BOUVARD ET PECUCET by Gustave Flaubert

bouvardThank goodness this was a translated copy because in spite of my five years of French study in high school and beyond, what remains in my head is pretty much only shards of the language  mostly along the lines of La plume de ma tante est sur le bureau de mon oncle, and un bon vin blanc, and coc au vin.  You will note the preponderance of food vocabulary.   Oh, yes, and Miss Piggy’s Qui, moi?

These two guys meet, at about age 47, in Paris, and become instant inseparable friends.  They are hapless, gormless, pitiful, and likeable.  They are both copy clerks, and when Bouvard comes into an inheritance, he buys a place in the country where they go to after quitting their jobs, to be gentlemen farmers.  But they can’t raise a thing except local eyebrows.

The tag line on the book is “A tragi-comic Novel of Bourgeois Life”, and it does have it’s comic overtones as the two stumble from one failure to another, not to mention their deteriorating relationship with the local villagers, who consider them to be idiots of the first water.   At last, they admit defeat and decide to go back into the copyist business together.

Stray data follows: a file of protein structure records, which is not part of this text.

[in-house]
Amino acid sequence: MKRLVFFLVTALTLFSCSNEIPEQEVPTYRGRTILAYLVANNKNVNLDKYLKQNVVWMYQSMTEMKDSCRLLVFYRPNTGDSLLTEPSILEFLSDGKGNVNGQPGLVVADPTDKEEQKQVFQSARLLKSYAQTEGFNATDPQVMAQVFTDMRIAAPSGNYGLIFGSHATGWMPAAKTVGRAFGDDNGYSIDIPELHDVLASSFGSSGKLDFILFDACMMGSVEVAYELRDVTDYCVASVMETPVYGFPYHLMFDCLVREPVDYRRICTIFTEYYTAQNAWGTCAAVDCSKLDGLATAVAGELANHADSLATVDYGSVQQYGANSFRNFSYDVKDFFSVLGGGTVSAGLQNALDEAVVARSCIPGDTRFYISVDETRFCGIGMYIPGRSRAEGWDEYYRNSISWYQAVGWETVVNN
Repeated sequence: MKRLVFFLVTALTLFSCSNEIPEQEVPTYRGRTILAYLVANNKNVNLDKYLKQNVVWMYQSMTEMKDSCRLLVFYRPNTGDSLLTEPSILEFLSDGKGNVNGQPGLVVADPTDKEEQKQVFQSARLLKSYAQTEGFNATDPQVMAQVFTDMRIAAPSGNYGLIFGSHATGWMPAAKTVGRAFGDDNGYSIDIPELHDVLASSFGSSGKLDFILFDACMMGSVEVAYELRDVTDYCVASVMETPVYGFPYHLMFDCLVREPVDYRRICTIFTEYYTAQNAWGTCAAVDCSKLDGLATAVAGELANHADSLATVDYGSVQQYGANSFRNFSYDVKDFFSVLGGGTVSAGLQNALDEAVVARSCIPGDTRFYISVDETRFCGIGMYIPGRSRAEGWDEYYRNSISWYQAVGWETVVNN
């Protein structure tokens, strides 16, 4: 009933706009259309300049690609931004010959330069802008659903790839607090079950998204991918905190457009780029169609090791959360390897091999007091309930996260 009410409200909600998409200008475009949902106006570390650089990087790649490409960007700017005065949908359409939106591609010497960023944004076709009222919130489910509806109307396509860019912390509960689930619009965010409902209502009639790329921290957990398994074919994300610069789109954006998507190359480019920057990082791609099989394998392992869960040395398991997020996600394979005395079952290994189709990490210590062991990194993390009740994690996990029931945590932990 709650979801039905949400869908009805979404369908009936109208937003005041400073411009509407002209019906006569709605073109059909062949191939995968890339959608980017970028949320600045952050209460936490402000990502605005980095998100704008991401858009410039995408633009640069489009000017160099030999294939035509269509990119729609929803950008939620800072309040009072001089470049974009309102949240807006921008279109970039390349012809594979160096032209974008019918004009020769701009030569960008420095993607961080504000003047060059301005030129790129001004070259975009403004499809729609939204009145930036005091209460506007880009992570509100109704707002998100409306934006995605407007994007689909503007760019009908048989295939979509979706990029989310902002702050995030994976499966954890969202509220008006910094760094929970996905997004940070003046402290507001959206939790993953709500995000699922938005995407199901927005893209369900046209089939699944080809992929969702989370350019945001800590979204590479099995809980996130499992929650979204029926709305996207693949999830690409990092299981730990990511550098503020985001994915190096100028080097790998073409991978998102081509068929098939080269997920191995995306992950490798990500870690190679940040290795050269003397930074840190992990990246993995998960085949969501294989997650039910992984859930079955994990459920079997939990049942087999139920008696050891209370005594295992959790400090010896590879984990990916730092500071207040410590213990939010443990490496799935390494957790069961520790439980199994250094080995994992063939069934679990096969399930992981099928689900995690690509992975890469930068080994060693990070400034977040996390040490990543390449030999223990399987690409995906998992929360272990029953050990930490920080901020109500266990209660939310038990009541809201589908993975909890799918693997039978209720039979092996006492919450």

This is an unfinished work by Flaubert, and he intended to explore the notions of science, and what is knowable and learnable for practical application from books.  Although their country house is filling up with instructions, and manuals, and printed information, they are unable to make use of it to be successful in any of their endeavors.

It was written in 1880, and published a year after his death.  It was received by the critics at the time with the same reaction as mine:   meh.


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